The Housing Minister under the last Labour Government was anti home ownership. In a speech to the Fabian Society in 2009, he welcomed the fall in home ownership over the previous four years as "not such a bad thing." He said : "As housing wealth is passed from parents to children, inequality is compounded over the generations." His answer seemed to be that fewer people should be home owners – although they should include people like him. In Labour's house are many mansions.

Anyway Healey is now the Shadow Health Secretary and Caroline Flint is the Shadow Communities and Local Government Secretary which, of course, includes housing brief.

Flint has written a chapter for the Purple Book, published by Biteback.

She says:

We should forget those who say that home ownership is losing favour, penning articles from the comfort of owner-occupied leafy suburbs and country cottages.

I wonder who she had in mind. She continues:

The desire to be close to family, invest, improve, move to the nice neighbourhoods, leave something behind for the nnext generation or just have a few square metres to call your own – conservatory and all – is instinctive, and the drive to own is unshakeable.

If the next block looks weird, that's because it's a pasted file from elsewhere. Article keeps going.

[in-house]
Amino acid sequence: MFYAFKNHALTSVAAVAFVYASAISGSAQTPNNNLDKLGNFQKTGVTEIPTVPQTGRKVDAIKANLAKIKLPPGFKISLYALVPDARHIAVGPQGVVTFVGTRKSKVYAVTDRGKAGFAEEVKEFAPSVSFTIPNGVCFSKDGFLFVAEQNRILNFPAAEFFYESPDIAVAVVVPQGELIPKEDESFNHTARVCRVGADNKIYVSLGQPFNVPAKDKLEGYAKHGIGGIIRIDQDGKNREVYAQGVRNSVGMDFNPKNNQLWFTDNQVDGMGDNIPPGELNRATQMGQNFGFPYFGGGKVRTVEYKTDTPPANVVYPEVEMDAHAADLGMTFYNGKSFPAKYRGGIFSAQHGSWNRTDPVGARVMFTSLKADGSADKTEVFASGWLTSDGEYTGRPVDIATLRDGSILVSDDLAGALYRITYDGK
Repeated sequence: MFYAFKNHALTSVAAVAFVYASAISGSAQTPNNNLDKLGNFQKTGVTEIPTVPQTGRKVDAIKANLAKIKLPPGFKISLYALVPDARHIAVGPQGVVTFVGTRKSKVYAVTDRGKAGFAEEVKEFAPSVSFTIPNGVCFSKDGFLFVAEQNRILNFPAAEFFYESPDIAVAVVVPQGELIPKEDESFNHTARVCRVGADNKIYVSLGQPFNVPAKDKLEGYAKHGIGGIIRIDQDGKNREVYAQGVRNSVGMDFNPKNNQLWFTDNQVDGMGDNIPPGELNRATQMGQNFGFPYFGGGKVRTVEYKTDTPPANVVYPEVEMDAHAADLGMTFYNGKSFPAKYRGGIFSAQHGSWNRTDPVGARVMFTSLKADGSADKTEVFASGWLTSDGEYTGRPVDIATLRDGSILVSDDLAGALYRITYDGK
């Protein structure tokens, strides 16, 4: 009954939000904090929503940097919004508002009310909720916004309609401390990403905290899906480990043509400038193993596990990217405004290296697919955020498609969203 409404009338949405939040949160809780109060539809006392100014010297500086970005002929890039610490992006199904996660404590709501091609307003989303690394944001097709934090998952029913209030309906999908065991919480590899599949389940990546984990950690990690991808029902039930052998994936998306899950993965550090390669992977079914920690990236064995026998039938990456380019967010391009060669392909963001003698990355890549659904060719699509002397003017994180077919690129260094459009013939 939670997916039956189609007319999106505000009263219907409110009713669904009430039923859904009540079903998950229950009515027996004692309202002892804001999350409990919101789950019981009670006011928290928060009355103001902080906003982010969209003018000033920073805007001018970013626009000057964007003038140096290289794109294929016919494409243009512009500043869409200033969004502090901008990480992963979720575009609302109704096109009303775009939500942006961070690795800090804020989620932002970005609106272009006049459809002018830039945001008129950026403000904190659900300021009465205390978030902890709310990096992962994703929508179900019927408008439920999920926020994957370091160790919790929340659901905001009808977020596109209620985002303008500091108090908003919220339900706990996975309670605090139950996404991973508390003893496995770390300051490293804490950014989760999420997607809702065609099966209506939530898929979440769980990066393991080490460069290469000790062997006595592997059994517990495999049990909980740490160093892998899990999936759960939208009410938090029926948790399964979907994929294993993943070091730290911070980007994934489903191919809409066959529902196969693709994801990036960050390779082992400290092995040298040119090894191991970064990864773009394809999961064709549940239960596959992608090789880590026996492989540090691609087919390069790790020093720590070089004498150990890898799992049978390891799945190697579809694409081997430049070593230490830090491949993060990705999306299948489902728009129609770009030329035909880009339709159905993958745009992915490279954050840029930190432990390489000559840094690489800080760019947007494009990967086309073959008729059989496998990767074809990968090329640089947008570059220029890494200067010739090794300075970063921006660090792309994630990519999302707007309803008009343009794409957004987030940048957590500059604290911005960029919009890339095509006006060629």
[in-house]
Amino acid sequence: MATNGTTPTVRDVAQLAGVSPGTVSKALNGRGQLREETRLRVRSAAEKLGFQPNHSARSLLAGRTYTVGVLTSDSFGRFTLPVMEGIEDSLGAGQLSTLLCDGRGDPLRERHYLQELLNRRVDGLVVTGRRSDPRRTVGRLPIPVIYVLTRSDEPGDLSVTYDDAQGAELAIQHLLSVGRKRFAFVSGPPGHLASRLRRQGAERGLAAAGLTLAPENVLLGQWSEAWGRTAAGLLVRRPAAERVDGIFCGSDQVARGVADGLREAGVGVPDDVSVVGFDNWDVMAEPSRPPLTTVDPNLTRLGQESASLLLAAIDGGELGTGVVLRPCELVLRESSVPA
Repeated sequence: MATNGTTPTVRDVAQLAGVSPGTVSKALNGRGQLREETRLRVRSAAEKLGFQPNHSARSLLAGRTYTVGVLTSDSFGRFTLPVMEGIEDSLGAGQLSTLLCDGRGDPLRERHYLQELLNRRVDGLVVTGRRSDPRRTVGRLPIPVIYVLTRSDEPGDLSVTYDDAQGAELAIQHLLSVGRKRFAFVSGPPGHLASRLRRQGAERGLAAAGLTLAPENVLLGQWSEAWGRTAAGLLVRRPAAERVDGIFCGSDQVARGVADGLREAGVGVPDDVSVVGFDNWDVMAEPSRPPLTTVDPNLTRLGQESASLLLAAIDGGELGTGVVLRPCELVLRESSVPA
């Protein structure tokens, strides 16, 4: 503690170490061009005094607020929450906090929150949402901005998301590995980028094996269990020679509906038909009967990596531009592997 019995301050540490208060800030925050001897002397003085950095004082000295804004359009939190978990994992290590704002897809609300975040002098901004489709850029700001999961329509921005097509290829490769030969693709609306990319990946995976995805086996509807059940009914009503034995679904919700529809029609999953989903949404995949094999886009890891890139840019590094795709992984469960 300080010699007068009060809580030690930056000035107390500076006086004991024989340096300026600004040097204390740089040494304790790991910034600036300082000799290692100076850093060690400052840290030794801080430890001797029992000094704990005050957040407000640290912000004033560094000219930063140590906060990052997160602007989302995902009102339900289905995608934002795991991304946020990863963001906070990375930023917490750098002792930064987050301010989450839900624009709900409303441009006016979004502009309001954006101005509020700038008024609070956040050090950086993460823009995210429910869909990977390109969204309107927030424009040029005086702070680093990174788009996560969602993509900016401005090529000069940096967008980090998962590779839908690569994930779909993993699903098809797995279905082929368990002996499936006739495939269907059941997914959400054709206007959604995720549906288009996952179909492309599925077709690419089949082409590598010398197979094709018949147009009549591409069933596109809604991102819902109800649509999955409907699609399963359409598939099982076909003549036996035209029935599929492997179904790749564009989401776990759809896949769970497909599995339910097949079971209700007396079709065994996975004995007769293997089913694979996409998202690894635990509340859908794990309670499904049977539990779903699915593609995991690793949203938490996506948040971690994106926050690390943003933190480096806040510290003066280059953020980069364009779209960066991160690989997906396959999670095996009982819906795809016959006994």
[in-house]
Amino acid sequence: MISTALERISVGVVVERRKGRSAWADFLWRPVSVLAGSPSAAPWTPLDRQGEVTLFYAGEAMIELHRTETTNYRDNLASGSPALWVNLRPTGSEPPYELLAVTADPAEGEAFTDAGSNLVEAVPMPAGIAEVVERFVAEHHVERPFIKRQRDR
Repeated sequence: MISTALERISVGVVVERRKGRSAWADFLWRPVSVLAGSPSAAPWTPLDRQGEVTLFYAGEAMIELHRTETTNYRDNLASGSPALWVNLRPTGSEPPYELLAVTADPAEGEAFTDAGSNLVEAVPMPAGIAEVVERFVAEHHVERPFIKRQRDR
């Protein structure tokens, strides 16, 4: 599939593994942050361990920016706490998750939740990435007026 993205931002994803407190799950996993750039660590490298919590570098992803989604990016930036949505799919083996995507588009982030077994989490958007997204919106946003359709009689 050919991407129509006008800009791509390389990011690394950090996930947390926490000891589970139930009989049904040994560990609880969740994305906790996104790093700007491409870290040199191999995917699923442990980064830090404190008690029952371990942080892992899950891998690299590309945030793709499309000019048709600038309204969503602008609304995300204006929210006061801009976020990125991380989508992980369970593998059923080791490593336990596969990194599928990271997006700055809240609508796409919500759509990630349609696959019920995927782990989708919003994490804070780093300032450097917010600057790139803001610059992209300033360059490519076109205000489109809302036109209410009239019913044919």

Limiting the opportunities for home ownership is more than just a source of frustration for would-be first-time buyers; it fundamentally shapes the sort of society we live in. Giving people a stake in the property market and allowing them to build up an asset base is empowering because it gives people control over where they live.

Does Ed Miliband agree with Healey or Flint? Who knows. I would prefer him to side with Flint. Certainly from an electoral point of view it is easier to defeat the Labour Party if they are anti home ownership. But from the national interest it is better if both main parties support wider home ownership and the argument is about the most effective way to achieve this.

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